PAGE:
MUMBAI (AFP) – India has refunded USD1.1 billion to Scottish energy firm Capricorn, the company said, settling an embarrassing years-long tax dispute that damaged the Asian country’s reputation as a place to invest.
A 2012 tax law gave New Delhi the power to claim back taxes from enterprises that had acquired assets of local companies in past deals.
It was dubbed “tax terrorism” by the then-opposition BJP – which is now in power – and repealed last year after a series of disputes with multinationals including Vodafone.
Capricorn – formerly known as Cairn Energy – successfully challenged the claims through international arbitration tribunals, but India refused to accept the rulings.
Capricorn then moved to seize properties owned by India in Paris and New York last year to get back the money the tribunal ruled was owed by the government.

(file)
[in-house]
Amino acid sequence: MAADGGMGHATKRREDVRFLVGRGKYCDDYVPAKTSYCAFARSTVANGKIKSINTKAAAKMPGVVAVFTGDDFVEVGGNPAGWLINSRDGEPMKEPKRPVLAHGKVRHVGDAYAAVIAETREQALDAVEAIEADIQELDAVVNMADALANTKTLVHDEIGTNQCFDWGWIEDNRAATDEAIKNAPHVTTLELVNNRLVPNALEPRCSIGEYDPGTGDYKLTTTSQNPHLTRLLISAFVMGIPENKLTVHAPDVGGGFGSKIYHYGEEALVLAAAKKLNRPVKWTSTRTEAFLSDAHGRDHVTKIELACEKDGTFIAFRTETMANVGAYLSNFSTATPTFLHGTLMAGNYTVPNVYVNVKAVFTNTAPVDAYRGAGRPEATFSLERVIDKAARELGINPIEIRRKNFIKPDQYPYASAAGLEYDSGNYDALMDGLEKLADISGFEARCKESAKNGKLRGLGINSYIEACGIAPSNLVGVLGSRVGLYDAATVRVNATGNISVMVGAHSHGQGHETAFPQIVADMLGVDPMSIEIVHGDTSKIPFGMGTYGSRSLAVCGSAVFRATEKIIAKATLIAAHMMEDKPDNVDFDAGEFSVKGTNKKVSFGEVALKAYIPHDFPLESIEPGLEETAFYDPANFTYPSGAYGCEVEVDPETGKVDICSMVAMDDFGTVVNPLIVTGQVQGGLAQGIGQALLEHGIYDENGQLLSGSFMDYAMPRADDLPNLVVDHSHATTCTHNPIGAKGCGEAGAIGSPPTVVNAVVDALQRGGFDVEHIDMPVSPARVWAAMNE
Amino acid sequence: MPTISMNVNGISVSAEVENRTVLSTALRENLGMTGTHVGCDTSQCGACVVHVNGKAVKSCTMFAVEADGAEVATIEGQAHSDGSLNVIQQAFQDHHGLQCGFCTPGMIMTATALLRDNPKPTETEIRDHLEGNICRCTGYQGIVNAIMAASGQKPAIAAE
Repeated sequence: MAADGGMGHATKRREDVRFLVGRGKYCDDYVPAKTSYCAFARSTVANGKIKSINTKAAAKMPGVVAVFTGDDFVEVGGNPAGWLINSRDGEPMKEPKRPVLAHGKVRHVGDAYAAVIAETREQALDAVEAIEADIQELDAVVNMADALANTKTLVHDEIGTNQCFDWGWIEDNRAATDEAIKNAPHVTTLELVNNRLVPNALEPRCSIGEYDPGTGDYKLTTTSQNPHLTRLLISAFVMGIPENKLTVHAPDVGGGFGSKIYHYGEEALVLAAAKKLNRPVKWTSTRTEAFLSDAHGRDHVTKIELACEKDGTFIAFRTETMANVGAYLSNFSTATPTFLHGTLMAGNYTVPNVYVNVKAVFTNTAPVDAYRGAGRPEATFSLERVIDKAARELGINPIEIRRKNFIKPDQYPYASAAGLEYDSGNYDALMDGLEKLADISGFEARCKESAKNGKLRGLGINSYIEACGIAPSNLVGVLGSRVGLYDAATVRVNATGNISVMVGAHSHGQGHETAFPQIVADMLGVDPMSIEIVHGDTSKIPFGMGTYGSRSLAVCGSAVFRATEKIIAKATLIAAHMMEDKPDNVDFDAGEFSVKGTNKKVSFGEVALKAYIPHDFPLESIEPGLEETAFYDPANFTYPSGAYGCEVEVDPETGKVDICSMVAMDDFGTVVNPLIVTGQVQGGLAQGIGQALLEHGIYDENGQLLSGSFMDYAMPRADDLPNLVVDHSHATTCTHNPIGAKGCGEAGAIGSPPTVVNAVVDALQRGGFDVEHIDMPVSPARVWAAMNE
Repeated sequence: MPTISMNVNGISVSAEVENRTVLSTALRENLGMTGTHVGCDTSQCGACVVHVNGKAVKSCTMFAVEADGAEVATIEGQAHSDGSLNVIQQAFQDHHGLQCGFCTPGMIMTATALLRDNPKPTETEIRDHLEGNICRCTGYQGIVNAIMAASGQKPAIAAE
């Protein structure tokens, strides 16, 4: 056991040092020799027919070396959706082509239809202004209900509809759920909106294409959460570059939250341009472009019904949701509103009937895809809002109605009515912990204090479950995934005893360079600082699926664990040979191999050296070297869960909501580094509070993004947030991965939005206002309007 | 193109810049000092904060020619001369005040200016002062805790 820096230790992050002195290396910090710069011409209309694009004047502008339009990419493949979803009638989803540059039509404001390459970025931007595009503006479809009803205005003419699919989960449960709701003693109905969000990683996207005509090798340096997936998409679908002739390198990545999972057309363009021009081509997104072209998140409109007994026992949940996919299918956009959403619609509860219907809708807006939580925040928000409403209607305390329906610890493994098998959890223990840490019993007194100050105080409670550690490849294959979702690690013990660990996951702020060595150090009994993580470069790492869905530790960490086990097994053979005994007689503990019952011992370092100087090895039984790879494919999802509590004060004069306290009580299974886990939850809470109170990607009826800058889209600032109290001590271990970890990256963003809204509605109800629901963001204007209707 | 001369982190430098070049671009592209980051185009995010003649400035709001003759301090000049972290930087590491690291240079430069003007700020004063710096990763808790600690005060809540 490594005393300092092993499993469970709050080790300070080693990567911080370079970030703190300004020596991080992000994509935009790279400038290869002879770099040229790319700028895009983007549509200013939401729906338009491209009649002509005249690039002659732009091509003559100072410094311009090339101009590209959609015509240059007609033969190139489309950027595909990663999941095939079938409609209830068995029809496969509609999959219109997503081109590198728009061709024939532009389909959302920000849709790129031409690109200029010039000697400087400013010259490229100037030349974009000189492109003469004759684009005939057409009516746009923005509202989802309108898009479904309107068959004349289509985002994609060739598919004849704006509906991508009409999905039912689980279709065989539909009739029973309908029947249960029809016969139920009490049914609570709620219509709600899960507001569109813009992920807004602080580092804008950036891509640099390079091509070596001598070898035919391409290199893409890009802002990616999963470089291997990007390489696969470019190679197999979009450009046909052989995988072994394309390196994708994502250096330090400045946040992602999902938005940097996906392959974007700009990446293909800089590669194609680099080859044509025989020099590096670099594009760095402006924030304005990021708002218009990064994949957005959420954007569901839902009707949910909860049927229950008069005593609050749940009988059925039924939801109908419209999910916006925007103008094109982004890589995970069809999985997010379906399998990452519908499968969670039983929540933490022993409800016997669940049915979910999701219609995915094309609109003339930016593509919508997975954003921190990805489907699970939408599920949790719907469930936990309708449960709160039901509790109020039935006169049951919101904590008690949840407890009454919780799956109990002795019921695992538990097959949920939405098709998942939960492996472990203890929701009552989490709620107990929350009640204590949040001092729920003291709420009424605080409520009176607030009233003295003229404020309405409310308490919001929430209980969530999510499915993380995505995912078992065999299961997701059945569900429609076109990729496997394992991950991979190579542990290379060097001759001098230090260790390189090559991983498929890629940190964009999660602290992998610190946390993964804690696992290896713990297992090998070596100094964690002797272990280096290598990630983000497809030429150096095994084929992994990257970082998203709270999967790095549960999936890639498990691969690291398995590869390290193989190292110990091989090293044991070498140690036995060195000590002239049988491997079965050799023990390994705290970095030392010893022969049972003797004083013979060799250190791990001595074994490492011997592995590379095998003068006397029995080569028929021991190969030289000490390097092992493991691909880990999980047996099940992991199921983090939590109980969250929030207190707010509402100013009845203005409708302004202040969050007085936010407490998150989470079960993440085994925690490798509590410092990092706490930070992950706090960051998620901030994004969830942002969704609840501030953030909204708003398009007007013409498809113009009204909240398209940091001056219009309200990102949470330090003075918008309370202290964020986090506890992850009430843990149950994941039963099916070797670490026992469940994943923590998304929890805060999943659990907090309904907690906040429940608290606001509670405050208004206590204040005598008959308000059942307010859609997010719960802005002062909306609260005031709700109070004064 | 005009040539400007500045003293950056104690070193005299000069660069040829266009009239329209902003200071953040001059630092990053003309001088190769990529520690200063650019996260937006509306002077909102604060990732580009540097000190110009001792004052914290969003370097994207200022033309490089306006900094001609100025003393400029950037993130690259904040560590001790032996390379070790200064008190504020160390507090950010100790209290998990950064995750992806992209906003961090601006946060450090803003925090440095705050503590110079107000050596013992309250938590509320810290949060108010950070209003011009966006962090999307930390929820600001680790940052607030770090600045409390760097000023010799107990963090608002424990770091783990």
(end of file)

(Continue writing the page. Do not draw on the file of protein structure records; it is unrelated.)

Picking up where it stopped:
After New Delhi repealed the law in August 2021, the company said it would drop its lawsuits and claims in exchange for a refund.
“Capricorn is pleased to confirm that the expected Indian tax refund of INR79 billion has now been paid and net proceeds of USD1.06 billion have been received,” the company said in a statement on Thursday.
The refund makes up the lion’s share of INR81 billion India has earmarked to settle similar tax disputes with 17 companies.
The dispute with Capricorn dates back to an internal transfer of shares between Cairn Energy and its India subsidiary in 2006.
The company later sold its local unit to billionaire Anil Agarwal’s Vedanta Resources.